It's not just medical students who love their smartphones and tablets. Nursing students are catching up fast when it comes to using technology, according to a New York Times article this week.
Nursing students at some schools now use sophisticated simulation mannequins--rather than live patients--to hone their skills, the Times reported, something they likely should expect to do more of as they move into the real world, given efforts like the Veterans Health Administration's SimLEARN program.
They're also practicing clinical procedures in the online environment of Second Life, providing services to digital patients in digital clinics. And many are transitioning to smartphones or tablets as their primary work tool, as several major nursing schools have begun to require them, according to the Times.
The impetus toward technical skill-building is simple: There is simply too much information for nurses to manage by memorization.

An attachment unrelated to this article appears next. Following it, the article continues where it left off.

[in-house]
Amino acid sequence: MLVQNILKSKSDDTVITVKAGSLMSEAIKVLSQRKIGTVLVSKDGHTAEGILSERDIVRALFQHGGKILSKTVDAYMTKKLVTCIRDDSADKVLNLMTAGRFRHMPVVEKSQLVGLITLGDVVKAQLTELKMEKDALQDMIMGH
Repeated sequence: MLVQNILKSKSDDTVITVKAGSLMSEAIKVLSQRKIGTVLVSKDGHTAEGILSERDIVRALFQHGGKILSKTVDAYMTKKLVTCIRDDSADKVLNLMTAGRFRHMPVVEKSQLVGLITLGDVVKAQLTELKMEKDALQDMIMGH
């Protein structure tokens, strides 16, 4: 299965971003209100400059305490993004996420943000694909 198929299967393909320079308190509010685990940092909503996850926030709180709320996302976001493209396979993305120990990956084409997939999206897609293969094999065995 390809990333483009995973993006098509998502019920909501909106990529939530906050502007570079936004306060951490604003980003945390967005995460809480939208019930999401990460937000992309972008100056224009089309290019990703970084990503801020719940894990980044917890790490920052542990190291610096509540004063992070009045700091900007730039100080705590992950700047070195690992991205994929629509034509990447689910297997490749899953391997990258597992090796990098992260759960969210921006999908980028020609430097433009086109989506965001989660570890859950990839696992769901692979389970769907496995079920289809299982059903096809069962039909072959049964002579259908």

"There are too many drugs now, too many interactions, too many tests, to memorize everything you would need to memorize," Joann Eland, an associate professor with the University of Iowa Nursing School told the Times. "We can't rely nearly as much as we used to on the staff knowing the right dose or the right timing."
The story also addressed worries about nurses becoming too dependent on technology, losing their personal touch with patients, and mishandling private patient information. For new nurses, however, all the emphasis on technology may just make them better clinicians. For example, a study earlier this month that found nursing performance improves with access to electronic health records.
To learn more:
- read the New York Times article